From Staff Reports
On Wednesday, April 18, 2018, the NCAA Division I Council announced that it passed legislation establishing September 1 of a prospective student-athlete’s (“PSA’s”) junior year as the start date for all softball recruiting contact, effective immediately, pending NCAA Board of Directors approval.
This means that all recruiting communications between Division I softball coaches and PSAs and their families will be impermissible prior to September 1 of the Junior Year.
The NFCA considers this legislation a huge win for the softball community.
Early recruiting was a hot topic at the December 2017 NFCA Convention. DI coaches spent several hours discussing the problem of committing PSAs as young as 6th and 7th grade. Consensus emerged that a clear, bold line rule governing all recruiting contact would slow the process down.
The “lacrosse model” passed last year by the NCAA, which set September 1 of junior year as the start date for all recruiting contact, became the definitive preference of the softball coaches after considering other potential options. Getting something in place as soon as possible was a priority. Lobbying efforts commenced immediately.
At this week’s NCAA DI Council meetings, the Student Athlete Experience Committee (SAEC) proposals 2017-111, 2017-112, 2017-113 were approved, establishing September 1 of junior year as the start date for official visits, unofficial visits and recruiting conversations at camps and clinics for all sports except for football and basketball. Since these SAEC proposals passed, softball’s request to include incoming telephone calls and off-campus visits were voted on and approved as “noncontroversial legislation.” This means that for softball, all recruiting contact will begin September 1, junior year.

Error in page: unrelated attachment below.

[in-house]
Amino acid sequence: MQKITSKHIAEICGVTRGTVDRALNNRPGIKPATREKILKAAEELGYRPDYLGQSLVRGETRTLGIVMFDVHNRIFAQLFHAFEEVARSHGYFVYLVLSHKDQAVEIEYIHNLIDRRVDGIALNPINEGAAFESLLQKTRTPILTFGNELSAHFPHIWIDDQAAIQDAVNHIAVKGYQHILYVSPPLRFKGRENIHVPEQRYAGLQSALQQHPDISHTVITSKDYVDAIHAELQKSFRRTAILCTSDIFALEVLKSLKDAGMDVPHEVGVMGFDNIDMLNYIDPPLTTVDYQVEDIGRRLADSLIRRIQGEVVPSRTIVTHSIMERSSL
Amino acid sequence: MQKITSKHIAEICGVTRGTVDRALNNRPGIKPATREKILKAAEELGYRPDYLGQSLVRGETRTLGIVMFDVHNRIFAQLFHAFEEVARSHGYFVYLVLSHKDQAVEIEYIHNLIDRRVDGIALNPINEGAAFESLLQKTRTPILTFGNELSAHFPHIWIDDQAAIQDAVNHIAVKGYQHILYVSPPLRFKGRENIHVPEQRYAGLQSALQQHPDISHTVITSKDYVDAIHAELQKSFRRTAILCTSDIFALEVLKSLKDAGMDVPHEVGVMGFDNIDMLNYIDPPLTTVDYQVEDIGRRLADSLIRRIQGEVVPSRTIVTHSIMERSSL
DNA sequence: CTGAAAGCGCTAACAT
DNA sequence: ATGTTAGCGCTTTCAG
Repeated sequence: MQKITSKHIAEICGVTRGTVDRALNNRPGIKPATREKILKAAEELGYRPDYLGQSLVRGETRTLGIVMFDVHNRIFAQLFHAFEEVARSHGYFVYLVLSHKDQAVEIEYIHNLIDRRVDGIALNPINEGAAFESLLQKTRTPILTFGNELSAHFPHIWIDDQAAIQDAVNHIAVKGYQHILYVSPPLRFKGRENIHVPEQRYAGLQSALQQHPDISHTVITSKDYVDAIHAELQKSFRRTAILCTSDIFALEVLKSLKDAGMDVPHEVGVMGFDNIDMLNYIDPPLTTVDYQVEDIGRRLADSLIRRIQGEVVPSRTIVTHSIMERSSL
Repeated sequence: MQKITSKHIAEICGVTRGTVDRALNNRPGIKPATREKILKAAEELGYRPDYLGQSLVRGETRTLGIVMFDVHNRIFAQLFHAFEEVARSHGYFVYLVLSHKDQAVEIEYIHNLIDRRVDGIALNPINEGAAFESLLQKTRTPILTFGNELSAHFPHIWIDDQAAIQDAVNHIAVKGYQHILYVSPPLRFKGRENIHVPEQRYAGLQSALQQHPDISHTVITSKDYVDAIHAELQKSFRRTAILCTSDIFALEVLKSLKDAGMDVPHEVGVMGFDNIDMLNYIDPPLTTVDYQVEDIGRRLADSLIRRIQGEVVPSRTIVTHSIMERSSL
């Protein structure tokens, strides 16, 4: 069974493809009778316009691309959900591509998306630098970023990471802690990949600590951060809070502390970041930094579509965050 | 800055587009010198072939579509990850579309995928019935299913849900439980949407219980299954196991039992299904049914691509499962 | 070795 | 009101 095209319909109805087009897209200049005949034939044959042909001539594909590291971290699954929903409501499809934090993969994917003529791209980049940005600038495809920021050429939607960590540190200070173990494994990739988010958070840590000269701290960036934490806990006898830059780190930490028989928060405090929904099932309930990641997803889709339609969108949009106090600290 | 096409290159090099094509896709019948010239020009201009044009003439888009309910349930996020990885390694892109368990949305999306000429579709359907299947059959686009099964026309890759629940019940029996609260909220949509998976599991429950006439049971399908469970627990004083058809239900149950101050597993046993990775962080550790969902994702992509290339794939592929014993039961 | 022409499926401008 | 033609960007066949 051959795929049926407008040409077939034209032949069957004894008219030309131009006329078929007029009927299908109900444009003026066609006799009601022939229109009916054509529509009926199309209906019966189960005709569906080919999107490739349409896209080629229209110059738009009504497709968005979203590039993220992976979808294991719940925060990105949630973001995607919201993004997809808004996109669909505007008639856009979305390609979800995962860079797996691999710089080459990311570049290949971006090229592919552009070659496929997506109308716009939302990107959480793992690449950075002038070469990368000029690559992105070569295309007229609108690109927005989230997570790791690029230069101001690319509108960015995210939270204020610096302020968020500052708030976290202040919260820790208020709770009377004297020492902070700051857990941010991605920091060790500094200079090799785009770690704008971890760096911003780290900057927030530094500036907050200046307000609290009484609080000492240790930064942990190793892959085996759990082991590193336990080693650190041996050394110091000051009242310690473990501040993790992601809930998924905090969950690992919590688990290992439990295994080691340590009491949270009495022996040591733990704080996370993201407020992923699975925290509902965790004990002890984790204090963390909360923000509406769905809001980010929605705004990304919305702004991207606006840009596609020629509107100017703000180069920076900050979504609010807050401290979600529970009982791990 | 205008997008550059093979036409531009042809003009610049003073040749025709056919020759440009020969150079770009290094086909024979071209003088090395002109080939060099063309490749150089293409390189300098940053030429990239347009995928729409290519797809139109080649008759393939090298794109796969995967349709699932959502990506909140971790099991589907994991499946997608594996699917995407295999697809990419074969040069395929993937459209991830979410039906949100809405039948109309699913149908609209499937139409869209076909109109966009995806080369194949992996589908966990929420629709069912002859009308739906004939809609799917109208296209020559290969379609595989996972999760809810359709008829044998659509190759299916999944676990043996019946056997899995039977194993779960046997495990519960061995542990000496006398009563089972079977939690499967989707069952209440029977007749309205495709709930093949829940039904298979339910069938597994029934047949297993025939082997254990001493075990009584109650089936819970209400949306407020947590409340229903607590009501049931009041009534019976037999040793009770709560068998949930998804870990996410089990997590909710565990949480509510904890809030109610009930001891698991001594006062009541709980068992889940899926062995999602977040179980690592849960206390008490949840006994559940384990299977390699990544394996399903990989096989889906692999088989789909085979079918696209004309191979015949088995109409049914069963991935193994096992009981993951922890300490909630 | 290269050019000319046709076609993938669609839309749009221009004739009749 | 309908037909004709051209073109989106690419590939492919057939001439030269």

NFCA Executive Director Carol Bruggeman believes this is a defining moment for the softball coaches, fans, and student-athletes.
“This is a great day for the sport of softball! Early Recruiting legislation has passed,” she said. “I am so proud of the entire softball community for coming together to do what is best for the sport. Thank you to our coaches for being the driving force behind the change and to the NCAA for voting to pass this impactful legislation. The real winners are the softball prospective student-athletes, who can now make informed college decisions at an age-appropriate time.”
NFCA Board President Karen Weekly was a key supporter in this change and is grateful for the far-reaching support offered to the initiative.
“I am very pleased that the NCAA DI Council listened to the entire softball community and passed legislation that will truly address the problem of early recruiting,” Weekly said. “Many people worked extremely hard to accomplish this goal and I am grateful for their efforts. A special thank you to everyone in the NFCA office for their perseverance on behalf of this legislation. Without their organization and passion, it would not have been possible!”
One NCAA interpretation that is critical for this new rule to work is that third parties, including but not limited to travel ball and high school coaches, may not be used to circumvent NCAA recruiting rules.
Messages may not be passed through any third parties in an effort to continue recruiting communications between coaches and PSAs; this would be considered an NCAA rule violation. Consequences for NCAA rule violations can vary based on the facts and history of the parties involved. For many coaches, an NCAA rule violation can be grounds for termination.
The NCAA issued an informative Educational Column when this recruiting rule passed for lacrosse, clarifying scenarios and answering frequently asked questions. We recommend that everyone review this Q&A column below.
This new recruiting contact rule does not affect the status of “verbal commitments,” as currently the NCAA does not recognize or legislate such agreements. However, this new rule does govern all communications between any PSA and any Division I softball coach, regardless of verbal commitments or otherwise.
Bruggeman recognized, “For some PSAs, this means having committed to play at a program and then not being able to communicate with that coach for a few years. This will be challenging, but the bright line needed to be drawn and there are no exceptions.”
While change can be hard, the NFCA and the vast majority of DI softball coaches agree that this change is absolutely necessary. This is a time to celebrate a major NCAA legislative accomplishment and a better era of recruiting for the great sport of softball.